A matrix or vector expression mapping an existing expressions.
|PlainObjectType||the equivalent matrix type of the mapped data|
|Options||specifies whether the pointer is |
|StrideType||optionally specifies strides. By default, Ref implies a contiguous storage along the inner dimension (inner stride==1), but accept a variable outer stride (leading dimension). This can be overridden by specifying strides. The type passed here must be a specialization of the Stride template, see examples below.|
This class permits to write non template functions taking Eigen's object as parameters while limiting the number of copies. A Ref<> object can represent either a const expression or a l-value:
In the in-out case, the input argument must satisfies the constraints of the actual Ref<> type, otherwise a compilation issue will be triggered. By default, a Ref<VectorXf> can reference any dense vector expression of float having a contiguous memory layout. Likewise, a Ref<MatrixXf> can reference any column major dense matrix expression of float whose column's elements are contiguously stored with the possibility to have a constant space inbetween each column, i.e.: the inner stride mmust be equal to 1, but the outer-stride (or leading dimension), can be greater than the number of rows.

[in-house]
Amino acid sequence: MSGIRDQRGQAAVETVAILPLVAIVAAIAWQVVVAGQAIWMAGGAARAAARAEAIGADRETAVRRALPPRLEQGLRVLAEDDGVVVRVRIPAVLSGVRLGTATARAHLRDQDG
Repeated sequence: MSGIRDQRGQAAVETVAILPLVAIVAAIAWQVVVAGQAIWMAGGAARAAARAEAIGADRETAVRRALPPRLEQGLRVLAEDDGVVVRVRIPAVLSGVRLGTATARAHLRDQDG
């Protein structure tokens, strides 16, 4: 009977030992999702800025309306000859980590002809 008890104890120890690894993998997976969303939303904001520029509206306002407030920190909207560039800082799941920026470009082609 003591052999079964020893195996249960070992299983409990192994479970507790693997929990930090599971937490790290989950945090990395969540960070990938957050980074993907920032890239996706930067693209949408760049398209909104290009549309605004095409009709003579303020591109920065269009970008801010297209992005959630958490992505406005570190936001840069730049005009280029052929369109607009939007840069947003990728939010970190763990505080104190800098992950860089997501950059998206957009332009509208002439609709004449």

In the const case, if the input expression does not match the above requirement, then it is evaluated into a temporary before being passed to the function. Here are some examples:
The range of inputs that can be referenced without temporary can be enlarged using the last two template parameter. Here is an example accepting an innerstride!=1:
The downside here is that the function foo3 might be significantly slower than foo1 because it won't be able to exploit vectorization, and will involved more expensive address computations even if the input is contiguously stored in memory. To overcome this issue, one might propose to overloads internally calling a template function, e.g.:
Inherits Eigen::RefBase< Derived >.